International research teams explore genetic effects of Chernobyl radiation
In two landmark studies, researchers have used cutting-edge genomic tools to investigate the potential health effects of exposure to ionizing radiation, a known carcinogen, from the 1986 accident at the Chernobyl nuclear power plant in northern Ukraine. One study found no evidence that radiation exposure to parents resulted in new genetic changes being passed from parent to child. The second study documented the genetic changes in the tumors of people who developed thyroid cancer after being exposed as children or fetuses to the radiation released by the accident.
The findings, published around the 35th anniversary of the disaster, are from international teams of investigators led by researchers at the National Cancer Institute (NCI), part of the National Institutes of Health. The studies were published online in Science on April 22.
"Scientific questions about the effects of radiation on human health have been investigated since the atomic bombings of Hiroshima and Nagasaki and have been raised again by Chernobyl and by the nuclear accident that followed the tsunami in Fukushima, Japan," said Stephen J. Chanock, M.D., director of NCI’s Division of Cancer Epidemiology and Genetics (DCEG). "In recent years, advances in DNA sequencing technology have enabled us to begin to address some of the important questions, in part through comprehensive genomic analyses carried out in well-designed epidemiological studies."
The Chernobyl accident exposed millions of people in the surrounding region to radioactive contaminants. Studies have provided much of today’s knowledge about cancers caused by radiation exposures from nuclear power plant accidents. The new research builds on this foundation using next-generation DNA sequencing and other genomic characterization tools to analyze biospecimens from people in Ukraine who were affected by the disaster.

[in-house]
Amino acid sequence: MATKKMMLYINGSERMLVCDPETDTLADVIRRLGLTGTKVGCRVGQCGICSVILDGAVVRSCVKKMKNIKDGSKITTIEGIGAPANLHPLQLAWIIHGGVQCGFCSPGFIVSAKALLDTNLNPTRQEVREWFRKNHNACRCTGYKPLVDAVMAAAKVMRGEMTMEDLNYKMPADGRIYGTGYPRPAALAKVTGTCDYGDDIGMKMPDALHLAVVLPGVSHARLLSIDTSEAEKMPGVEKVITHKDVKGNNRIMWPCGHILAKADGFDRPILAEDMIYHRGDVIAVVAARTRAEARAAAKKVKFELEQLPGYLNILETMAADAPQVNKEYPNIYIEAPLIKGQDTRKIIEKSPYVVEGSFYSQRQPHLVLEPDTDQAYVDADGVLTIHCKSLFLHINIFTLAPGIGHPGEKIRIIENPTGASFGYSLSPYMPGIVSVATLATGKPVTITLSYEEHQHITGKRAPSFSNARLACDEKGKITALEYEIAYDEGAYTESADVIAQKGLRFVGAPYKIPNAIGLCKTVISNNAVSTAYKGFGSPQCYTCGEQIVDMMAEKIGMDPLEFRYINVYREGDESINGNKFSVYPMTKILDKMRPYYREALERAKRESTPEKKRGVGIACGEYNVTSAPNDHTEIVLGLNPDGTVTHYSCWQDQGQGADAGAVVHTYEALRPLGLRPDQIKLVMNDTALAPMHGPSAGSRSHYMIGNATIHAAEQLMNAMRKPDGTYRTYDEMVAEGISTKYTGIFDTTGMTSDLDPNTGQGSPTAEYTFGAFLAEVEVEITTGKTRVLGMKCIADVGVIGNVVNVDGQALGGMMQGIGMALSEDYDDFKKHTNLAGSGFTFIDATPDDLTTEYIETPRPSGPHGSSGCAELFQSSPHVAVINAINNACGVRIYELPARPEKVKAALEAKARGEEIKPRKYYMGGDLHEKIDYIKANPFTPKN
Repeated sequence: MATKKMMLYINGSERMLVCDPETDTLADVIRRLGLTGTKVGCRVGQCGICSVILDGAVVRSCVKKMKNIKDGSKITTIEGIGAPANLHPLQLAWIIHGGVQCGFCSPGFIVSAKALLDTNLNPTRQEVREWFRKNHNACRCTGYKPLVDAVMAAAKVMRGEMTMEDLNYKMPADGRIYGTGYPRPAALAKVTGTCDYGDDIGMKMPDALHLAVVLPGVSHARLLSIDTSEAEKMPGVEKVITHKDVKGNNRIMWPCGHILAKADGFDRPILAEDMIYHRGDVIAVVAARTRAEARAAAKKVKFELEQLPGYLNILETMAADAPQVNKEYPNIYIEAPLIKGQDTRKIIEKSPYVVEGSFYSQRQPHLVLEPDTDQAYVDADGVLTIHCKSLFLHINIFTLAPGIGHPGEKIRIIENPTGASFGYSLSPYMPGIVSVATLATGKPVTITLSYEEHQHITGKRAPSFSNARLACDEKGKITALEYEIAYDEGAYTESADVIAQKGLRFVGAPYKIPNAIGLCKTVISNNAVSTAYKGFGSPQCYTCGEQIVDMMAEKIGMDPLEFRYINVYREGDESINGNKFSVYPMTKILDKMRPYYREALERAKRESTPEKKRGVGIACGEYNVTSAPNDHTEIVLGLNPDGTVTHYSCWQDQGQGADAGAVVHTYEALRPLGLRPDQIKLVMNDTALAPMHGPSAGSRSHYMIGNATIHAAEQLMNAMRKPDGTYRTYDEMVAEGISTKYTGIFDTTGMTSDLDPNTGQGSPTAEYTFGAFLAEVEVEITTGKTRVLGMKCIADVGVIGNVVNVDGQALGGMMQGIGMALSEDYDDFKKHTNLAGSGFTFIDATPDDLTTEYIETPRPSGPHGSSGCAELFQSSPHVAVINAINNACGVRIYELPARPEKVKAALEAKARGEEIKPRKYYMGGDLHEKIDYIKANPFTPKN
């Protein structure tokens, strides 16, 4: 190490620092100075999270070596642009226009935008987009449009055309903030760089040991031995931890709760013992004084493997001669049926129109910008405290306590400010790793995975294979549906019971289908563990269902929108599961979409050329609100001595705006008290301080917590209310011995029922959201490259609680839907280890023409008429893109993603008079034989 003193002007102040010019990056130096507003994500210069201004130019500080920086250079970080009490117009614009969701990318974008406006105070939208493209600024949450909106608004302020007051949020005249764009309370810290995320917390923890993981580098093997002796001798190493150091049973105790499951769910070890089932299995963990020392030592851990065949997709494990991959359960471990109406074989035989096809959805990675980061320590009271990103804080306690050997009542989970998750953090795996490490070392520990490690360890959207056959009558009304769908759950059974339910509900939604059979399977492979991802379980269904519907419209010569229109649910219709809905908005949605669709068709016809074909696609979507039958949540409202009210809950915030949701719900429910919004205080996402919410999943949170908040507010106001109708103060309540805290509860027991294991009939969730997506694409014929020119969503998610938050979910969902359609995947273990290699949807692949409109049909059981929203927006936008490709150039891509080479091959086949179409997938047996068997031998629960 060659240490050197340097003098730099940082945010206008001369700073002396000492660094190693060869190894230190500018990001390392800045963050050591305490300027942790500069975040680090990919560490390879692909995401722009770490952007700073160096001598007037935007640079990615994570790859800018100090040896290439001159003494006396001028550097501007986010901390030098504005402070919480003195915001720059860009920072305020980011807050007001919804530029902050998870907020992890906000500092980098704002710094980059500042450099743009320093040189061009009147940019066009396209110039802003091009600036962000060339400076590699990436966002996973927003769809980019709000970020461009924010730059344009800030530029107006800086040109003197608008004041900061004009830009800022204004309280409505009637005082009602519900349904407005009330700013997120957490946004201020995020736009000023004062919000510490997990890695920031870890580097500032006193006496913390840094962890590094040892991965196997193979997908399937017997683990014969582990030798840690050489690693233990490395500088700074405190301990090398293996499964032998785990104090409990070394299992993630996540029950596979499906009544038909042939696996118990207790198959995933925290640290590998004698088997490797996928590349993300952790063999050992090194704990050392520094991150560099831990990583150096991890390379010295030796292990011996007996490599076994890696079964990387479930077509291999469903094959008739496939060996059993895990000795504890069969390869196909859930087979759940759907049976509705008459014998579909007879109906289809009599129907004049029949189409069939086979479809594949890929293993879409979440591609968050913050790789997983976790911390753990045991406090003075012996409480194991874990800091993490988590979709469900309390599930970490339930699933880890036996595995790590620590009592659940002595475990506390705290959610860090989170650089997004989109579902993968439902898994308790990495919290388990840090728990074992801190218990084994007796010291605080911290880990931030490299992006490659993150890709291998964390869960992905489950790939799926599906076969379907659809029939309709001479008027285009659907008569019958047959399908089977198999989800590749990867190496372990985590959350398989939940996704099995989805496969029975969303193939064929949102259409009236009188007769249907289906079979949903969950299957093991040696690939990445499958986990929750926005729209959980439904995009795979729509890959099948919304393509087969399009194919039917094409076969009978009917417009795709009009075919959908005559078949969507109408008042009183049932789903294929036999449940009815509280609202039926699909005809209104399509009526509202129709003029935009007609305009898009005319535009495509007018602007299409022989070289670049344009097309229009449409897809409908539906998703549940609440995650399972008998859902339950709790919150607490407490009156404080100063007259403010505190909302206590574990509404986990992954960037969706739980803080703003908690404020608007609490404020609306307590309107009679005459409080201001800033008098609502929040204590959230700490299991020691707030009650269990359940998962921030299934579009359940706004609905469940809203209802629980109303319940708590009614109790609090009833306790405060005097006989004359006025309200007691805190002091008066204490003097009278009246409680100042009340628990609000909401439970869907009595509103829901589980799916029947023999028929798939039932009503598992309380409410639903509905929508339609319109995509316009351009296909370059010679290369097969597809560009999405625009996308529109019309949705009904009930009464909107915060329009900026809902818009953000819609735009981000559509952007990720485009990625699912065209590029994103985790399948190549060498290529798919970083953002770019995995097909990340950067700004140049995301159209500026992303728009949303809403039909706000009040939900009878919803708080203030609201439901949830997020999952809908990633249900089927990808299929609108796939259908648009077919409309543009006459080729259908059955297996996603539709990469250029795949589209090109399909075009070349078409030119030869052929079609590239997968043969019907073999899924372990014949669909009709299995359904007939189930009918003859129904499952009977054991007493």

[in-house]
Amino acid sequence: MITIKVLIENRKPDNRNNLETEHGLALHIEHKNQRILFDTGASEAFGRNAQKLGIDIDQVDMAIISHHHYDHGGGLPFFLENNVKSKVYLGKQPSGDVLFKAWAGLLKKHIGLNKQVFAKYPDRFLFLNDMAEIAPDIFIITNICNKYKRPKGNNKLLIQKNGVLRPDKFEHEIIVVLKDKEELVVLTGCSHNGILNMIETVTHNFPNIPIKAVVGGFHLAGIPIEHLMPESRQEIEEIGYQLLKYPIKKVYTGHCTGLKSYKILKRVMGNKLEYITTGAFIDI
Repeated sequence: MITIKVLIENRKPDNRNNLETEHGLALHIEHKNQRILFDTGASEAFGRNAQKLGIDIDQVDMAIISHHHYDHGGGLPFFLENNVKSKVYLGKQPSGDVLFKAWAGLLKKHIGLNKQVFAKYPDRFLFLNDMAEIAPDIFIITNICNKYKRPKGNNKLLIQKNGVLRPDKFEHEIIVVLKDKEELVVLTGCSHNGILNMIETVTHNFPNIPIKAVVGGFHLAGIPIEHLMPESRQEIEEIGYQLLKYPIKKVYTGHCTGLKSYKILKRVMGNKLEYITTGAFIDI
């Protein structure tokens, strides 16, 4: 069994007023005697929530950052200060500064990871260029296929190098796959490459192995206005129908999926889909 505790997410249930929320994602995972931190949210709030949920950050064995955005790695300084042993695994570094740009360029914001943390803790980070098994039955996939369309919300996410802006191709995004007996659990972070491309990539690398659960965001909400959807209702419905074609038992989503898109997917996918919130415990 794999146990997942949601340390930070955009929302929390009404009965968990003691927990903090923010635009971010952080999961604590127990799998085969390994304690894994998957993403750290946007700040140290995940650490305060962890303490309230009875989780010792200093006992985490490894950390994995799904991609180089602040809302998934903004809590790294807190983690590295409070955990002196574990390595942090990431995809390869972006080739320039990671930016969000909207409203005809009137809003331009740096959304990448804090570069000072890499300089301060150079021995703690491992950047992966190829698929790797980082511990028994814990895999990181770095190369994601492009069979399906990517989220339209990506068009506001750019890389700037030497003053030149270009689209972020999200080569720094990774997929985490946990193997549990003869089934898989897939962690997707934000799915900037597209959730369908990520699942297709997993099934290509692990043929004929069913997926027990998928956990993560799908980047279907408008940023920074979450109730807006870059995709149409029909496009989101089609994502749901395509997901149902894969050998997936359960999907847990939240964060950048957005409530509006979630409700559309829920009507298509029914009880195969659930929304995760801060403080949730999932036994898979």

The first study investigated the long-standing question of whether radiation exposure results in genetic changes that can be passed from parent to offspring, as has been suggested by some studies in animals. To answer this question, Dr. Chanock and his colleagues analyzed the complete genomes of 130 people born between 1987 and 2002 and their 105 mother-father pairs.
One or both of the parents had been workers who helped clean up from the accident or had been evacuated because they lived in close proximity to the accident site. Each parent was evaluated for protracted exposure to ionizing radiation, which may have occurred through the consumption of contaminated milk (that is, milk from cows that grazed on pastures that had been contaminated by radioactive fallout). The mothers and fathers experienced a range of radiation doses.
The researchers analyzed the genomes of adult children for an increase in a particular type of inherited genetic change known as de novo mutations. De novo mutations are genetic changes that arise randomly in a person’s gametes (sperm and eggs) and can be transmitted to their offspring but are not observed in the parents.
For the range of radiation exposures experienced by the parents in the study, there was no evidence from the whole-genome sequencing data of an increase in the number or types of de novo mutations in their children born between 46 weeks and 15 years after the accident. The number of de novo mutations observed in these children were highly similar to those of the general population with comparable characteristics. As a result, the findings suggest that the ionizing radiation exposure from the accident had a minimal, if any, impact on the health of the subsequent generation.
"We view these results as very reassuring for people who were living in Fukushima at the time of the accident in 2011," said Dr. Chanock. "The radiation doses in Japan are known to have been lower than those recorded at Chernobyl."
In the second study, researchers used next-generation sequencing to profile the genetic changes in thyroid cancers that developed in 359 people exposed as children or in utero to ionizing radiation from radioactive iodine (I-131) released by the Chernobyl nuclear accident and in 81 unexposed individuals born more than nine months after the accident. Increased risk of thyroid cancer has been one of the most important adverse health effects observed after the accident.